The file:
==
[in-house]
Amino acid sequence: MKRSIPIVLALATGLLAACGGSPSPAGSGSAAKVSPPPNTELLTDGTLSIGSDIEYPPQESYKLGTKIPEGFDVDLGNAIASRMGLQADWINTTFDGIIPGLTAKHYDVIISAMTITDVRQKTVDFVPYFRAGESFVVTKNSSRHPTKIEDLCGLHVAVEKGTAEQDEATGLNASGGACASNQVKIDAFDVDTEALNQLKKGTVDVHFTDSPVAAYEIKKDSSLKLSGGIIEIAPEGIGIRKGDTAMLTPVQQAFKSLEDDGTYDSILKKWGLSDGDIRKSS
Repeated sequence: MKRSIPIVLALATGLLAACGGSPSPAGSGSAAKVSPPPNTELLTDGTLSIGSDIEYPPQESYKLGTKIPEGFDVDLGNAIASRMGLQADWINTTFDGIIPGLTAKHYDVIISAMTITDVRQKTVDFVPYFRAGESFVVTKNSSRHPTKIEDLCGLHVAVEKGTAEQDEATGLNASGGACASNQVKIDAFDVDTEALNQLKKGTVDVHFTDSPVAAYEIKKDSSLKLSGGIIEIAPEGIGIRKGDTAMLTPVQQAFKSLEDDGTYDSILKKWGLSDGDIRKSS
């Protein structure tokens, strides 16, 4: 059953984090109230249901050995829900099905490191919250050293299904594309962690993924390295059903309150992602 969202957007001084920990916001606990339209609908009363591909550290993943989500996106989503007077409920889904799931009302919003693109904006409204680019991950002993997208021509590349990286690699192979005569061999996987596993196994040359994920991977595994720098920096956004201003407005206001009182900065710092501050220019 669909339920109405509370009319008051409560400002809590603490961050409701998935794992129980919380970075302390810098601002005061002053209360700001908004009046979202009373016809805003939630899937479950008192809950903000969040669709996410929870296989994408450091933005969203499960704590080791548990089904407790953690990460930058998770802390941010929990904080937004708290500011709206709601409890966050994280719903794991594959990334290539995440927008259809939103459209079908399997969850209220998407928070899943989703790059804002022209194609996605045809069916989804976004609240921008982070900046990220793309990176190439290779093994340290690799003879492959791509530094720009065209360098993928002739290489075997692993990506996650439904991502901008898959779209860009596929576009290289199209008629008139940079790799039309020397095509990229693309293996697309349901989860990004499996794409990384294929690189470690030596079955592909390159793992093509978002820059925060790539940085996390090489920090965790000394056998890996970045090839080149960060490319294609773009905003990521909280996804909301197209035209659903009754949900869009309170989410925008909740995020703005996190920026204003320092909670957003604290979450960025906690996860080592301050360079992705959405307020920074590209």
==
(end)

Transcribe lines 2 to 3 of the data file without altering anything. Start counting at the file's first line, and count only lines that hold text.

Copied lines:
Amino acid sequence: MKRSIPIVLALATGLLAACGGSPSPAGSGSAAKVSPPPNTELLTDGTLSIGSDIEYPPQESYKLGTKIPEGFDVDLGNAIASRMGLQADWINTTFDGIIPGLTAKHYDVIISAMTITDVRQKTVDFVPYFRAGESFVVTKNSSRHPTKIEDLCGLHVAVEKGTAEQDEATGLNASGGACASNQVKIDAFDVDTEALNQLKKGTVDVHFTDSPVAAYEIKKDSSLKLSGGIIEIAPEGIGIRKGDTAMLTPVQQAFKSLEDDGTYDSILKKWGLSDGDIRKSS
Repeated sequence: MKRSIPIVLALATGLLAACGGSPSPAGSGSAAKVSPPPNTELLTDGTLSIGSDIEYPPQESYKLGTKIPEGFDVDLGNAIASRMGLQADWINTTFDGIIPGLTAKHYDVIISAMTITDVRQKTVDFVPYFRAGESFVVTKNSSRHPTKIEDLCGLHVAVEKGTAEQDEATGLNASGGACASNQVKIDAFDVDTEALNQLKKGTVDVHFTDSPVAAYEIKKDSSLKLSGGIIEIAPEGIGIRKGDTAMLTPVQQAFKSLEDDGTYDSILKKWGLSDGDIRKSS